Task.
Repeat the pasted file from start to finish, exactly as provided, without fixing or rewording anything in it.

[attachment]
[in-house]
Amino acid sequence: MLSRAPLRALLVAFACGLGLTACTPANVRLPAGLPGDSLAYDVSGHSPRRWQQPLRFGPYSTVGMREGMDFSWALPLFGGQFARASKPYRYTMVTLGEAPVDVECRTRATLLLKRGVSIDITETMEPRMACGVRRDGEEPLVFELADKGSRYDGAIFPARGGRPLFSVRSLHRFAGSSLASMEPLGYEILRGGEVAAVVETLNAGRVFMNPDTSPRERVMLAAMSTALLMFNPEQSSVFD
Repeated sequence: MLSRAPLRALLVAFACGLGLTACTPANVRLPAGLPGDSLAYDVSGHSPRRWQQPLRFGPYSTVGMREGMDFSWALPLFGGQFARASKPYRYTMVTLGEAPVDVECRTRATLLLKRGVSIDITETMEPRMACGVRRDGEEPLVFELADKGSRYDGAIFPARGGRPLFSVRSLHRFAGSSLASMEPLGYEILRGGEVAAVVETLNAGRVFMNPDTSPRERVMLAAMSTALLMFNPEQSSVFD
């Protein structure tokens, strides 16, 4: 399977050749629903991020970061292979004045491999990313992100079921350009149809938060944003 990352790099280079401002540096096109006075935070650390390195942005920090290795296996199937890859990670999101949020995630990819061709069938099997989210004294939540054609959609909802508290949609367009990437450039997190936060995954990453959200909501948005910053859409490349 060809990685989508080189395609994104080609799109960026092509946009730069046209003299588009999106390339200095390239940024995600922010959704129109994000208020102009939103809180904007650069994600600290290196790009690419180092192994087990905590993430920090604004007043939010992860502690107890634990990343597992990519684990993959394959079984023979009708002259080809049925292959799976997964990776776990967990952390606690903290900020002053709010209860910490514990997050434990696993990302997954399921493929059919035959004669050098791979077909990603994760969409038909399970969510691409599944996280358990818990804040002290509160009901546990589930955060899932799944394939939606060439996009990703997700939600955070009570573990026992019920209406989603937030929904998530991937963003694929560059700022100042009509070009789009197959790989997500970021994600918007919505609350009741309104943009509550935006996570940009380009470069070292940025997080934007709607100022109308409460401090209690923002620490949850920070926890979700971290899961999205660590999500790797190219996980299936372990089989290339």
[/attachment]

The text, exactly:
[in-house]
Amino acid sequence: MLSRAPLRALLVAFACGLGLTACTPANVRLPAGLPGDSLAYDVSGHSPRRWQQPLRFGPYSTVGMREGMDFSWALPLFGGQFARASKPYRYTMVTLGEAPVDVECRTRATLLLKRGVSIDITETMEPRMACGVRRDGEEPLVFELADKGSRYDGAIFPARGGRPLFSVRSLHRFAGSSLASMEPLGYEILRGGEVAAVVETLNAGRVFMNPDTSPRERVMLAAMSTALLMFNPEQSSVFD
Repeated sequence: MLSRAPLRALLVAFACGLGLTACTPANVRLPAGLPGDSLAYDVSGHSPRRWQQPLRFGPYSTVGMREGMDFSWALPLFGGQFARASKPYRYTMVTLGEAPVDVECRTRATLLLKRGVSIDITETMEPRMACGVRRDGEEPLVFELADKGSRYDGAIFPARGGRPLFSVRSLHRFAGSSLASMEPLGYEILRGGEVAAVVETLNAGRVFMNPDTSPRERVMLAAMSTALLMFNPEQSSVFD
């Protein structure tokens, strides 16, 4: 399977050749629903991020970061292979004045491999990313992100079921350009149809938060944003 990352790099280079401002540096096109006075935070650390390195942005920090290795296996199937890859990670999101949020995630990819061709069938099997989210004294939540054609959609909802508290949609367009990437450039997190936060995954990453959200909501948005910053859409490349 060809990685989508080189395609994104080609799109960026092509946009730069046209003299588009999106390339200095390239940024995600922010959704129109994000208020102009939103809180904007650069994600600290290196790009690419180092192994087990905590993430920090604004007043939010992860502690107890634990990343597992990519684990993959394959079984023979009708002259080809049925292959799976997964990776776990967990952390606690903290900020002053709010209860910490514990997050434990696993990302997954399921493929059919035959004669050098791979077909990603994760969409038909399970969510691409599944996280358990818990804040002290509160009901546990589930955060899932799944394939939606060439996009990703997700939600955070009570573990026992019920209406989603937030929904998530991937963003694929560059700022100042009509070009789009197959790989997500970021994600918007919505609350009741309104943009509550935006996570940009380009470069070292940025997080934007709607100022109308409460401090209690923002620490949850920070926890979700971290899961999205660590999500790797190219996980299936372990089989290339």